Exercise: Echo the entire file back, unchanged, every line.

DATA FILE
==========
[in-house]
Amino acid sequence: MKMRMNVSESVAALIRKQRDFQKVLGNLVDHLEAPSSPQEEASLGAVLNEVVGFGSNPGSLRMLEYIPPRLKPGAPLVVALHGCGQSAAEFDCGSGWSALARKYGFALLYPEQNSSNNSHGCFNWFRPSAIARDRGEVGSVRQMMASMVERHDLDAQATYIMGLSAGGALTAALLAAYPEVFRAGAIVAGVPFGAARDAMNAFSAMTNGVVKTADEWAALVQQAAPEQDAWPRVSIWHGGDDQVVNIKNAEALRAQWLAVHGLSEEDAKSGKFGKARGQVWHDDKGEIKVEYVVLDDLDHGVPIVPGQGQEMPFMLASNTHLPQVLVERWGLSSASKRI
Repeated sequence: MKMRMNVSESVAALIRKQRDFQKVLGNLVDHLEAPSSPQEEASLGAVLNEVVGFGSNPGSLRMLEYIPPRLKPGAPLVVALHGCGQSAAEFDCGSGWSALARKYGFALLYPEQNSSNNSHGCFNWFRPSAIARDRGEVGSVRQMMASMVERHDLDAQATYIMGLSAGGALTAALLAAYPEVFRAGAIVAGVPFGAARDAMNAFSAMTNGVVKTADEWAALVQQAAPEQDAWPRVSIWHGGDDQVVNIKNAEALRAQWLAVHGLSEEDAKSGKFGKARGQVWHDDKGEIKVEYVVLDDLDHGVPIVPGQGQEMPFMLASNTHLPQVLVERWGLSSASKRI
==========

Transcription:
[in-house]
Amino acid sequence: MKMRMNVSESVAALIRKQRDFQKVLGNLVDHLEAPSSPQEEASLGAVLNEVVGFGSNPGSLRMLEYIPPRLKPGAPLVVALHGCGQSAAEFDCGSGWSALARKYGFALLYPEQNSSNNSHGCFNWFRPSAIARDRGEVGSVRQMMASMVERHDLDAQATYIMGLSAGGALTAALLAAYPEVFRAGAIVAGVPFGAARDAMNAFSAMTNGVVKTADEWAALVQQAAPEQDAWPRVSIWHGGDDQVVNIKNAEALRAQWLAVHGLSEEDAKSGKFGKARGQVWHDDKGEIKVEYVVLDDLDHGVPIVPGQGQEMPFMLASNTHLPQVLVERWGLSSASKRI
Repeated sequence: MKMRMNVSESVAALIRKQRDFQKVLGNLVDHLEAPSSPQEEASLGAVLNEVVGFGSNPGSLRMLEYIPPRLKPGAPLVVALHGCGQSAAEFDCGSGWSALARKYGFALLYPEQNSSNNSHGCFNWFRPSAIARDRGEVGSVRQMMASMVERHDLDAQATYIMGLSAGGALTAALLAAYPEVFRAGAIVAGVPFGAARDAMNAFSAMTNGVVKTADEWAALVQQAAPEQDAWPRVSIWHGGDDQVVNIKNAEALRAQWLAVHGLSEEDAKSGKFGKARGQVWHDDKGEIKVEYVVLDDLDHGVPIVPGQGQEMPFMLASNTHLPQVLVERWGLSSASKRI